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  • Assessing Urban Wetland Soils for Reed Canary Grass Management (Minnesota)
  • William M. Bartodziej (bio), Simba Blood (bio), and Jake Lindeman (bio)

Reed canary grass (Phalaris arundinacea) thrives in urban watersheds where stormwater increases nutrient concentrations, water level fluctuation, and sediment inputs (Wilcox et al. 2007, Stiles et al. 2008). Although managers have attempted to control reed canary grass using a variety of methods, results have been generally negative (Adams and Galatowitsch 2006). Limited public funds and personnel further inhibit effective reed canary grass management, warranting the development of cost effective strategies for prioritizing the restoration of reed canary grass impacted wetlands.

As a case study, the Ramsey-Washington Metro Watershed District (RWMWD) actively manages native plant communities in 30 urban wetlands and stormwater ponds. All of these systems have populations of reed canary grass and receive stormwater inputs. Generally, our management (i.e., herbicide application, mowing, and burning) has resulted in relatively low populations, less than 10% cover site wide, of reed canary grass in created ponds and wetlands with mineral soils. Conversely, we have had very limited success controlling reed canary grass in wetlands with organic soils. From 2000 to 2010, our wetland restoration maintenance records indicate significantly higher labor hours (p<0.05, Wilcoxon rank-sum test) associated with controlling reed canary grass in wetlands with organic soils (x = 31 hr/ha/yr) versus created wetlands and ponds with mineral soils (x = 5 hr/ha/yr). To investigate differences in invasion potential between organic and mineral soil wetlands, we compared reed canary grass abundance, soil organic matter (OM), and soil nitrogen (N) in wetlands throughout our watershed. Nitrogen has been identified as a primary catalyst of reed canary grass expansion in wetland systems (Green and Galatowitsch 2002). Because of these findings and our long-term field observations, we focused on soil N and OM in our assessment. To keep the approach cost effective, we used inexpensive agricultural soil tests. Our working hypothesis was that higher soil N and OM would be detected in systems dominated by reed canary grass. If supported, this guideline could be a first step in assessing wetland soils in relation to reed canary grass management. A practical assessment approach may be useful in gauging management requirements and ranking urban wetlands for restoration priority.


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Figure 1.

Mean Nitrate-N, INST-N, total phosphorus, total nitrogen, and organic matter concentrations (± 1 SD) for wetlands with low (<10% cover) and high (>90% cover) reed canary grass (RCG) abundance in the Ramsey-Washington Metro Watershed District (Minnesota). For each sampling date, different letters indicate significant (p>0.05)differences.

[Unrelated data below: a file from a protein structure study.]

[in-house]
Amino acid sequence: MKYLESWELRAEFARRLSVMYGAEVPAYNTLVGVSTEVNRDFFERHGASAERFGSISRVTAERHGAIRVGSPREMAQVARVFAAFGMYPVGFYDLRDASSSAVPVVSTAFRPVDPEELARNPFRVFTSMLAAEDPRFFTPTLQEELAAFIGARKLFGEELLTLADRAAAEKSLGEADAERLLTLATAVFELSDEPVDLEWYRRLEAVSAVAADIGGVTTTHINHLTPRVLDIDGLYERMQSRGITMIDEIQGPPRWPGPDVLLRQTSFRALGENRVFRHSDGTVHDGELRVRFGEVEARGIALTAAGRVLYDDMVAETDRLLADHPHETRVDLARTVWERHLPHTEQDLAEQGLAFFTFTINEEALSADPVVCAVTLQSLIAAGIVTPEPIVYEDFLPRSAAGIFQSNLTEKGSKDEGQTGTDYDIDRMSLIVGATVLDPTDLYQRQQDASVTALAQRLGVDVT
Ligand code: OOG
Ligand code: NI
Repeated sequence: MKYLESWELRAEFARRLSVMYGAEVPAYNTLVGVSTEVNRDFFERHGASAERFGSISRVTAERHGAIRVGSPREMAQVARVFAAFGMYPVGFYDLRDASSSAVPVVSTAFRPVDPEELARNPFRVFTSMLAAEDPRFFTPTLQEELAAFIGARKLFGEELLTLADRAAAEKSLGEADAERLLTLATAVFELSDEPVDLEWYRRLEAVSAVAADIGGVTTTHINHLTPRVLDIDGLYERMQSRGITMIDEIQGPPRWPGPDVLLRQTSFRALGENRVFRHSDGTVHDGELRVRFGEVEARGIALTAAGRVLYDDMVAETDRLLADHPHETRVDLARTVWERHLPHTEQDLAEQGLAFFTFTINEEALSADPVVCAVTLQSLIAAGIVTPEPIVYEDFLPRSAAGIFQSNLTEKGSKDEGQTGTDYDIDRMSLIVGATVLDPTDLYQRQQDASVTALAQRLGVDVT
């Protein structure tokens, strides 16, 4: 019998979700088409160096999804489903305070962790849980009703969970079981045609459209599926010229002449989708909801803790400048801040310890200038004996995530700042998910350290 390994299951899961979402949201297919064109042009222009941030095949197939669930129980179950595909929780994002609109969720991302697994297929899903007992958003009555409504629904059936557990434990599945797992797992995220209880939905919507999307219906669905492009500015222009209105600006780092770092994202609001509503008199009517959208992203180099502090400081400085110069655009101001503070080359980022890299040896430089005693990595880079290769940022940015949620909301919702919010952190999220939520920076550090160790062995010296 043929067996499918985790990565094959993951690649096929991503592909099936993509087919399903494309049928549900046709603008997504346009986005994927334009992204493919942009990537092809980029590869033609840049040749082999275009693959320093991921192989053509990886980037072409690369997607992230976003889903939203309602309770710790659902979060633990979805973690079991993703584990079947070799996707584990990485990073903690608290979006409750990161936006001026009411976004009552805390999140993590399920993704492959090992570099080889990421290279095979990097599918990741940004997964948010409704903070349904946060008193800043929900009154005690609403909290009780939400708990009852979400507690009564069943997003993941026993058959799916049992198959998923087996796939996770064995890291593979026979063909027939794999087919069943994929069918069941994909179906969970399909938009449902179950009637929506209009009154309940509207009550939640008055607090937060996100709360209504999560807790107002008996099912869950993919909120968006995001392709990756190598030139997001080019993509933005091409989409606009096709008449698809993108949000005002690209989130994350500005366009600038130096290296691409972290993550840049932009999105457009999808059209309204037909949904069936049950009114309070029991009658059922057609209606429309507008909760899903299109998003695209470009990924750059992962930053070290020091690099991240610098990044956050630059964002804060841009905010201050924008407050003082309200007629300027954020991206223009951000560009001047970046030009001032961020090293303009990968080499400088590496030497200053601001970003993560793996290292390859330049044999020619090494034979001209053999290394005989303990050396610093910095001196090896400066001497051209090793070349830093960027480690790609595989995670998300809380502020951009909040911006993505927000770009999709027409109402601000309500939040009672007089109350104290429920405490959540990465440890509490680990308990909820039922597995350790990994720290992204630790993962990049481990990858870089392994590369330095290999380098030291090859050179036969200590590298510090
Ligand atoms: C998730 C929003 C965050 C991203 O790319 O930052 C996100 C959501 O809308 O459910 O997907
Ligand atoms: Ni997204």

We sampled 16 urban wetlands and stormwater pond transitional zones (henceforth called wetlands) within the [End Page 329] boundaries of the RWMWD, which encompasses a portion of St. Paul (Minnesota) and several first ring suburbs (www.rwmwd.org). Over 95% of the watershed is in urban-residential land use, and all the study wetlands receive stormwater. On a watershed scale, land use and stormwater inputs were consistent across all wetlands. Visual estimates of reed canary grass cover in transitional zones (defined as an area with a predominance of wetland species and soils that are saturated during normal hydrologic conditions) indicated that 8 created wetlands had low reed canary grass abundance (< 10% cover), and 8 wetlands (4 natural and 4 created) had high reed canary grass abundance (> 90% cover). The created wetlands selected for this study were between 6-10 yr old. These systems were excavated, seeded, and/or planted with a variety of herbaceous wetland species and receive periodic (usually 3 visits/yr) invasive plant control.


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Figure 2.

Regression plot of ISNT-N and percent organic matter for both low (<10% cover) and high (>90% cover) reed canary grass (RCG) abundance wetlands (y = 51.2 + 49.7x).

We conducted soil sampling in November 2010. At each wetland, we identified a random 10-m2 patch of vegetation in the transitional zone. Using a hand auger, we collected 3 soil cores (30 cm depth) at 3-m intervals in each patch and combined the cores to produce a composite soil sample for each wetland. We air...

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Additional Information

ISSN
1543-4079
Print ISSN
1543-4060
Pages
pp. 329-331
Launched on MUSE
2011-11-05
Open Access
No
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